Tag Archives: yoga

Life in PR: Practicing Mindfulness in the Workplace

Welcome 2015 – a New Year invites us to set new intentions, navigate a new course and improve the way we manage our personal and professional lives.  I recently saw a segment on 60 Minutes where Anderson Cooper attends a workshop on how to practice mindfulness (http://www.cbsnews.com/news/mindfulness-anderson-cooper-60-minutes), a concept less about spirituality and more about concentration: the ability to quiet your mind, focus your attention on the present, and dismiss any distractions that come your way.

mindfulness

As explained in The New York Times (http://www.nytimes.com/2012/12/16/opinion/sunday/the-power-of-concentration.html?pagewanted=all&_r=0) the formulation dates from the work of the psychologist Ellen Langer, who demonstrated in the 1970s that mindful thought could lead to improvements on measures of cognitive function and even vital functions in older adults.

I have enjoyed learning more about this practice, but how does one actually put it to work? For my professional life in a boutique PR firm, I would embrace the ability to occasionally quiet my mind and focus my attention on the present – and it would be amazing to improve my cognitive function – all of this would certainly benefit my clients and my business.

It would be great to occasionally quiet the mind.
With all this going on it may be a challenge to quiet the mind.

 

So after a great deal of thought on the subject, here are a few ways I am going to practice mindfulness in 2015.

 

1. Forget about multi-tasking.

After years of feeling fully confident that I can do 10 things at once — talk on the phone, email, and write my to-do list, I am saying goodbye to multi-tasking.  Let’s see what happens when I focus on one project until it comes to a natural stopping point before starting the next one. Granted there may be situations that arise somewhat suddenly, but I am going to do my best to complete one thing at a time. I will get back to you to let you know how this worked out.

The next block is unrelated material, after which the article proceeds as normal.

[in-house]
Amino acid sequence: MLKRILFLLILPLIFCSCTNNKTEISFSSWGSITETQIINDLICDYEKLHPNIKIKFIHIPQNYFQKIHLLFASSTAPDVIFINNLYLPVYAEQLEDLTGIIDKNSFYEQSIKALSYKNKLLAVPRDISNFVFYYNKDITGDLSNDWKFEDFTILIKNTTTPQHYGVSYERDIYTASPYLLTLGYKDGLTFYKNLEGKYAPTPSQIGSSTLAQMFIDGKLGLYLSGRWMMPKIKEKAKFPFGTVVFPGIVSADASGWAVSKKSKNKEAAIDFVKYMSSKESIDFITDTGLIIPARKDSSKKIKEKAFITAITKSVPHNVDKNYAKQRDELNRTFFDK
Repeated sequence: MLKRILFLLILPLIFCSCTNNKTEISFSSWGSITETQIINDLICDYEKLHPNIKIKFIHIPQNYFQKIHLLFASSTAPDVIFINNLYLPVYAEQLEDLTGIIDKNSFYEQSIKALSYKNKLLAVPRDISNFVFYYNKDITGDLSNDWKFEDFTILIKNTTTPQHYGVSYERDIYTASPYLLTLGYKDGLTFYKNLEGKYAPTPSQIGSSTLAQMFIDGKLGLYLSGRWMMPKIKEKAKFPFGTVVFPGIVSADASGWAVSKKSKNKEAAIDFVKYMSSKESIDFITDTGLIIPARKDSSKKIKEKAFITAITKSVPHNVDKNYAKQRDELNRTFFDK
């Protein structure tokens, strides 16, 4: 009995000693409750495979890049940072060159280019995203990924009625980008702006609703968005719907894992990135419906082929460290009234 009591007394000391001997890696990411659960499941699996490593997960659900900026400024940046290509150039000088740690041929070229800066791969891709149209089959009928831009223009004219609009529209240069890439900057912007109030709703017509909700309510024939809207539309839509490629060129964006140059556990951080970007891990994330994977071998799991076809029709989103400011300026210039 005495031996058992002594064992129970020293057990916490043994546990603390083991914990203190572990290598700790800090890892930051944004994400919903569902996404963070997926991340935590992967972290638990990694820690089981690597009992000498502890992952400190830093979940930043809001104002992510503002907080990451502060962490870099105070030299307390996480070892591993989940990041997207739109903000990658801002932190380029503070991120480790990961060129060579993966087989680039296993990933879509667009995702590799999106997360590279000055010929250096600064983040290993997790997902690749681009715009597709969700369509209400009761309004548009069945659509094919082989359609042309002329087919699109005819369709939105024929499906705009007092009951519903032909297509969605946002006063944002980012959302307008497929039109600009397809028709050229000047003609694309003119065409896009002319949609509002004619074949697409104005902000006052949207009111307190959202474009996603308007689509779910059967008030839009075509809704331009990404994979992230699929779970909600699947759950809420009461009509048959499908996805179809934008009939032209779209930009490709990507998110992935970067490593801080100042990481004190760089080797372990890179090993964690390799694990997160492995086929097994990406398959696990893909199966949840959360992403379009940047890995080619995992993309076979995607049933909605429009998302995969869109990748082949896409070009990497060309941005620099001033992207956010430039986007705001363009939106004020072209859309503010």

2. Remember to breathe.

Even the most basic yoga classes remind you that “it’s all in the breath,” and I am going to try to take that to heart – or lungs in this case.  Would it be so crazy to stop in the middle of a late breaking news release to reflect and take a breath?  I think not – on the contrary, a moment’s pause might even improve the writing. It might offer a chance to think of a few more points to add to that media response, or to provide a client with calm advice in a crisis. Yes, you have permission to breathe.

3. Do something you love…every day.

You know the old adage about putting the oxygen mask on before you try and help someone else?  I am going to try and listen to it and to do the things that give me oxygen.  Reading, yoga and running are three activities that pump me up for the day, wake up my mind and body and improve my mood and alertness.  And talking to my long distance children by phone or Facetime simply gives me that warm, fuzzy feeling.  So instead of putting those things off due to meetings, deadlines and lack of time – I am going to try and do MORE of those things.

Watch for my upcoming blog, "Chasing Success" about Running and Business.